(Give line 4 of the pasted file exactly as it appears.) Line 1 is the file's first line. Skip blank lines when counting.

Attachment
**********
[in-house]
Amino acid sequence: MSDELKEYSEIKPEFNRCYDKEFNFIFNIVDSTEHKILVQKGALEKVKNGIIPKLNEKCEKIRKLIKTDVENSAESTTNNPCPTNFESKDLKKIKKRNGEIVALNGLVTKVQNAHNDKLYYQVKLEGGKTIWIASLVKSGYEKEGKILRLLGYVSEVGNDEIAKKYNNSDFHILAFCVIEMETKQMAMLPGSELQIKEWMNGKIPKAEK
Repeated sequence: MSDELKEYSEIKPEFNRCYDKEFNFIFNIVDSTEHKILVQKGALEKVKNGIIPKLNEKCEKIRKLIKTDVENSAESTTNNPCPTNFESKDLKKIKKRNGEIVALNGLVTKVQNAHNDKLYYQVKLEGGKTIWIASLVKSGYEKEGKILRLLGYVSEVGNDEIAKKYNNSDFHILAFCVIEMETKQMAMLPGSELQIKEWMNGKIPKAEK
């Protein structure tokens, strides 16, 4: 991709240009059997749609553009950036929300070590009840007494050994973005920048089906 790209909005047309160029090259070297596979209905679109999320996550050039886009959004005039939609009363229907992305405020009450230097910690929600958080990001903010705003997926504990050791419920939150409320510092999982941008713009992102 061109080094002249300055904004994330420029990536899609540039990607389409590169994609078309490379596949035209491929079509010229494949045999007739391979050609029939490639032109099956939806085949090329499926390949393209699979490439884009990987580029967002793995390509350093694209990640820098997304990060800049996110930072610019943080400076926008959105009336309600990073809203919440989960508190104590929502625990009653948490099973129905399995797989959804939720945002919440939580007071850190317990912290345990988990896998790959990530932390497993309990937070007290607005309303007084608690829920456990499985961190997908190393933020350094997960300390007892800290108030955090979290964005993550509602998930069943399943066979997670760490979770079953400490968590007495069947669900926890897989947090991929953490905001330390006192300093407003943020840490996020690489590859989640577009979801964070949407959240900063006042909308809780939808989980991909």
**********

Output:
């Protein structure tokens, strides 16, 4: 991709240009059997749609553009950036929300070590009840007494050994973005920048089906 790209909005047309160029090259070297596979209905679109999320996550050039886009959004005039939609009363229907992305405020009450230097910690929600958080990001903010705003997926504990050791419920939150409320510092999982941008713009992102 061109080094002249300055904004994330420029990536899609540039990607389409590169994609078309490379596949035209491929079509010229494949045999007739391979050609029939490639032109099956939806085949090329499926390949393209699979490439884009990987580029967002793995390509350093694209990640820098997304990060800049996110930072610019943080400076926008959105009336309600990073809203919440989960508190104590929502625990009653948490099973129905399995797989959804939720945002919440939580007071850190317990912290345990988990896998790959990530932390497993309990937070007290607005309303007084608690829920456990499985961190997908190393933020350094997960300390007892800290108030955090979290964005993550509602998930069943399943066979997670760490979770079953400490968590007495069947669900926890897989947090991929953490905001330390006192300093407003943020840490996020690489590859989640577009979801964070949407959240900063006042909308809780939808989980991909």